There are some foods that I generally consider in the don’t-try-this-at-home category. Yogurt is one of them. Messing around with bifidus, acidophillus, lactobacillus — plus dairy products — just seems like asking for trouble.
But never say never.
With the new year, one of the things I’m trying to do is to eat more yogurt. And not that gelatinized pink stuff. There are plenty of good fresh yogurts available at most grocery stores. Even Costco and Trader Joe’s in my area carry excellent whole milk yogurts, tangy with live cultures. Over the weekend, I found myself staring at the dairy case at Costco, faced with an epic decision. The milk comes packages of two one-gallon jugs. The yogurt comes in shrink-wrapped, two 32-ounce tubs at a time. Have you ever come home from bulk buying groceries only to find that all the fresh food you’ve bought cannot fit into your refrigerator? I’ve been there, and I don’t want to shed those tears again.
Then a lightbulb went on over my head: you can make yogurt out of milk, but you can’t make milk out of yogurt.
I know. My rule.
As terrifying as the prospect of breeding live bacteria in milk and then eating the result, I’ve also been kind of fascinated with the idea. Years ago, I watched Huell Howser, who passed away earlier this week, interview the Yogurt Man on Southern California public television. Then, Francis Lam wrote this handy tutorial about how to make yogurt on Salon. I read it with some curiousity. And then went to buying Straus and Brown Cow. After all, there are many delicious yogurts available: nonfat, fruit on the bottom, cream on top, Greek, French. A few years ago, Trader Joe’s even carried a matcha flavored yogurt. You know that green tea tart fro-yo they serve at Pinkberry and shops like that? Yeah, that one, just not frozen. Full of grassy green goodness, plenty of zest, just a little bit of sweetness. But then, TJ’s had to go and cancel it.
For the January Let’s Lunch, Pat at The Asian Grandmother’s Cookbook threw down the challenge to try a new or intimidating recipe. How could I walk away from that? Using Francis’ article as my guide, I set out to DIY yogurt, adding a little Asian fusion twist. So here goes…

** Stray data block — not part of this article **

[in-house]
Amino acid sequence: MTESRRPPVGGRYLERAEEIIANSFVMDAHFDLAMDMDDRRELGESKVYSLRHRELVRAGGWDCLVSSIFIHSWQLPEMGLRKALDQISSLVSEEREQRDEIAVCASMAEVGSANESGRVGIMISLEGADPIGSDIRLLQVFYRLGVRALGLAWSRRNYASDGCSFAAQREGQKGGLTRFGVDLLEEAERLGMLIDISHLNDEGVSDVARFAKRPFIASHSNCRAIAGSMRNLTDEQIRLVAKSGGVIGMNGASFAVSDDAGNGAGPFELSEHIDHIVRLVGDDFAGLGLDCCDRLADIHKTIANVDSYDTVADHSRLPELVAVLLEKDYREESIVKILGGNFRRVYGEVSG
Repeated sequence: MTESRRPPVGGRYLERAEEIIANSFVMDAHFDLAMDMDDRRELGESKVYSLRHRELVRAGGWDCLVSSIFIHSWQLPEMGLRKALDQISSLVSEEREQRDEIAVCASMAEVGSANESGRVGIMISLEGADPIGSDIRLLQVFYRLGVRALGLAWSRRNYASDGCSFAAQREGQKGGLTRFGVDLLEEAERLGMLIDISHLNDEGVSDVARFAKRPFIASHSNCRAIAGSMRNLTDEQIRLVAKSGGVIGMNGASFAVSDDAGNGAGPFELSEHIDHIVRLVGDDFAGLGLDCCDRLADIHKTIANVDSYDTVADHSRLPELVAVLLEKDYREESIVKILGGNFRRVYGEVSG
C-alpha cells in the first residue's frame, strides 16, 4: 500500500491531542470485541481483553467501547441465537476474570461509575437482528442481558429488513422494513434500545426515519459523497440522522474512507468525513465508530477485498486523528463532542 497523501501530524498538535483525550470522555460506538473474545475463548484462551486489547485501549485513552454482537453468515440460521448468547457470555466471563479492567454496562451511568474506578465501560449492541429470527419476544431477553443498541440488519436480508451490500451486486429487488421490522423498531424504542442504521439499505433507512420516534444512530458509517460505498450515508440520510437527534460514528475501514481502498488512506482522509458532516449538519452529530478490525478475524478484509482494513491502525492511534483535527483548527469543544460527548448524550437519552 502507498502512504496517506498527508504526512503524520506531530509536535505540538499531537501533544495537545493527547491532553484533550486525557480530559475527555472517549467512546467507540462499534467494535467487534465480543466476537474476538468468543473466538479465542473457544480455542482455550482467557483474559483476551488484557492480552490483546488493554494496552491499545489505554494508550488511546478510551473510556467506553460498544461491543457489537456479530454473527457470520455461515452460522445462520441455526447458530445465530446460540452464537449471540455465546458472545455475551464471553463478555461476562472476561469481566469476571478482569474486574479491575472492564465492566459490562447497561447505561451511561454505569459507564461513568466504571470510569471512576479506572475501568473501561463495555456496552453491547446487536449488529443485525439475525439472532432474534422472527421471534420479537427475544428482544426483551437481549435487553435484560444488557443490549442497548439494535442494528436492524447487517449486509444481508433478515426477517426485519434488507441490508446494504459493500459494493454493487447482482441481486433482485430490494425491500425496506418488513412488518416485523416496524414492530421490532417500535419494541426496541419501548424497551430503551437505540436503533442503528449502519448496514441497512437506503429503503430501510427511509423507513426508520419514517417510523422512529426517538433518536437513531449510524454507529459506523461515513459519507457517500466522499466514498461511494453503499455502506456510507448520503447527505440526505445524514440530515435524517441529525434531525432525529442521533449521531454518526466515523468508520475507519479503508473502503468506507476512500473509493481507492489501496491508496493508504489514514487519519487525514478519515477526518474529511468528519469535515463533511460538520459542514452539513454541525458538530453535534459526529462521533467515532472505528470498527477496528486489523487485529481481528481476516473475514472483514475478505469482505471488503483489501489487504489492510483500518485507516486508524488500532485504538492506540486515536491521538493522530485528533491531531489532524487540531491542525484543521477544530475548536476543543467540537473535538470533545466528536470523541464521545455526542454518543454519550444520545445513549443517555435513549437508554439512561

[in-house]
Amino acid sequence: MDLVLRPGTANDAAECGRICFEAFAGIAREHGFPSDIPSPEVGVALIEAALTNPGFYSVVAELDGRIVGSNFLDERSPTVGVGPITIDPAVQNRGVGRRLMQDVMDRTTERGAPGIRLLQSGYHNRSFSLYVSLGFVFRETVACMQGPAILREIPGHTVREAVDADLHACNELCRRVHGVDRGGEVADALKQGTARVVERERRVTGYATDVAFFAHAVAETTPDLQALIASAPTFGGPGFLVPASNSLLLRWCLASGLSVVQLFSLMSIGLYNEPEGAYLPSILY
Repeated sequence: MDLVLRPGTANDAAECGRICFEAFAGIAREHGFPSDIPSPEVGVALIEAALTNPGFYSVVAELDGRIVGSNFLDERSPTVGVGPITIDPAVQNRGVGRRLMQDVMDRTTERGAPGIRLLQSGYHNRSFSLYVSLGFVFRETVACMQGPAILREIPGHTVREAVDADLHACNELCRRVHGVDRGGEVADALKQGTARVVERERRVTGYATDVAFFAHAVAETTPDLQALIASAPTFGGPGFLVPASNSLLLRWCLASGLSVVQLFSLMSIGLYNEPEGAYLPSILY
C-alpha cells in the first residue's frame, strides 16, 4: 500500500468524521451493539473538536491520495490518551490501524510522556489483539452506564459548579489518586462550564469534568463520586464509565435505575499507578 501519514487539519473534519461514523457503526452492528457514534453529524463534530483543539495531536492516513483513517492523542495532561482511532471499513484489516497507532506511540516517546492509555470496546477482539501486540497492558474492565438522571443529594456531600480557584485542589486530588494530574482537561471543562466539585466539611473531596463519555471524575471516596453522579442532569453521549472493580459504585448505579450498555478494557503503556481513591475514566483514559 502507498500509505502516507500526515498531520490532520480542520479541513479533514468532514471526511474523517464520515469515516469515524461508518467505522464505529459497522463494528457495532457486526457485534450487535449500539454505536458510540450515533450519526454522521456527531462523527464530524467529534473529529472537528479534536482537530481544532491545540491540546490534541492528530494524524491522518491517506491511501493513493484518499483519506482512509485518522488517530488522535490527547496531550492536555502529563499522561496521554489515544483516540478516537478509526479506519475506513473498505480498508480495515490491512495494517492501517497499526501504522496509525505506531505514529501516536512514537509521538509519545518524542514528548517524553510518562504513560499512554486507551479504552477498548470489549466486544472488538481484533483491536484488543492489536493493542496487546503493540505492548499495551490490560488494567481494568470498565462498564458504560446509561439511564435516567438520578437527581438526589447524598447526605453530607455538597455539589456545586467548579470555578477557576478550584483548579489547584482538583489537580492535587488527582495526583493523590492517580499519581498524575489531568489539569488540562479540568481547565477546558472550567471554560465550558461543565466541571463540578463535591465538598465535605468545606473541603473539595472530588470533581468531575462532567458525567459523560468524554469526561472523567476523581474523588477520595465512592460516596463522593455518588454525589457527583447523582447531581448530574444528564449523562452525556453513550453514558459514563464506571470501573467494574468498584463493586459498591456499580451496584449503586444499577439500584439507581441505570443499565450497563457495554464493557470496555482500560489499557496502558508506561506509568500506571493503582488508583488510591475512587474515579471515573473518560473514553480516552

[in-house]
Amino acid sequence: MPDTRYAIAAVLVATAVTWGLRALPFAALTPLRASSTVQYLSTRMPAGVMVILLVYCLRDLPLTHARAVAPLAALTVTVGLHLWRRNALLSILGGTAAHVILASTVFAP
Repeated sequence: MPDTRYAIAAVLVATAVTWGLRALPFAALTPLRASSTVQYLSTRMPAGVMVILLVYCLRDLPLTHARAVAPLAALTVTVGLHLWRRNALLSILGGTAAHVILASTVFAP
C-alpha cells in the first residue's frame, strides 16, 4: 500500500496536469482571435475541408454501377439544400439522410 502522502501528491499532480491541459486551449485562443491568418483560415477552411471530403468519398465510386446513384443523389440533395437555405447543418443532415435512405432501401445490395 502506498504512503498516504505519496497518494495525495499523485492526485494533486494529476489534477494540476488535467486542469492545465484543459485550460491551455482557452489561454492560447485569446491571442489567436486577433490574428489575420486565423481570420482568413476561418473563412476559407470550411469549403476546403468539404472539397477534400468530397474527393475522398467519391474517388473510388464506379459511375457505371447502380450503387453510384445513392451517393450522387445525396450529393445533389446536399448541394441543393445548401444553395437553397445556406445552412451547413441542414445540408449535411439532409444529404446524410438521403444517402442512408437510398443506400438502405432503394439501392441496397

How to Make Your Own Matcha Green Tea Yogurt
First, I prepped some clean 1/2 pint Mason jars
I poured 3 cups of 2% milk into a saucepan and heated it, stirring constantly.
Meanwhile, I made a mixture of 1 1/2 T. yogurt with a little milk.
I mixed the yogurt mixture with the heated milk and poured into Mason jars.
Then I placed the jars into a barely warm oven and left them there for several hours. I saw the Yogurt Man do this, and according to Francis’ article, the yogurt just makes itself.
That’s when things started to go wrong.
After a few hours, I noticed the matcha flavored jars were separating, with the darker green liquid layer at the bottom. That bothered me, so I decided to give one of the jars a stir… and got this green, curdled mess.
I consulted Google and found another great DIY yogurt tutorial at Kitchen Stewardship, which explained that disturbing the yogurt while it’s culturing leads to… curds. Yuck.
The rest of the jars, I left in the oven for a few more hours, as the mixture was still far too runny to be considered yogurt in my book. When they seemed to be setting, I pulled them out and let them sit on a warm spot on my kitchen counter. But those jars never set up either. Consulting Kitchen Stewardship again, I realized that I did not wait for the milk to cool down to about 100 degrees before adding the probiotic starter, a process which takes an estimated hour and a-half. Re-reading Francis’ article, I see that he also recommended letting the milk cool “until you can hold your finger in it for 10 seconds without it getting too uncomfortable”. In other words, I killed all the good bacteria before it had a chance to proliferate.
But I’m not one to back down from a challenge, even when it potentially involves my own gastrointestinal well being. The next day, I set out to repeat my yogurt making experiment, making three key changes: I bought a new tub of yogurt as a starter, I let the milk cool to the appropriate temperature, and I set the oven to its “Proof” setting (intended to provide an optimal temperature for dough to rise, but I figured what’s good for the yeast is good is good for the lactobacilli, right?).
After six hours, most of my jars were beginning to set quite nicely, with only one jar that remained liquidy. I don’t think I added enough starter to that container.
The finished yogurt had the texture of soft custard, and while it smelled tangy, tasted quite mild.
But the green tea? I decided this time that I would just make a slurry of matcha powder and water and stir it into the finished yogurt. All the stirring softened up the mixture a bit, and created some unattractive lumps, although it tasted delicious.
Will I be making my own yogurt again in the future? Maybe, because I do like the freshness, the low cost and above all, the virtuous feeling of doing-it-yourself. However, I don’t think any of my favorite dairies are in danger of losing my business ;)
Have you ever cultured yogurt? Do you have any suggestions on how to better recreate matcha green tea yogurt at home?
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(19) Readers Comments
May 03, 2012
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hi, i'm interested in the tickets!
Point well taken, Jean. Caring for family members, whether very young
My sisters' in-laws actually have been better caretakers for their gra
Grace, I remember baking these cookies when I was little. I'm going to
This looks so good ~ reminds me of the sticky rice lotus leaf wraps yo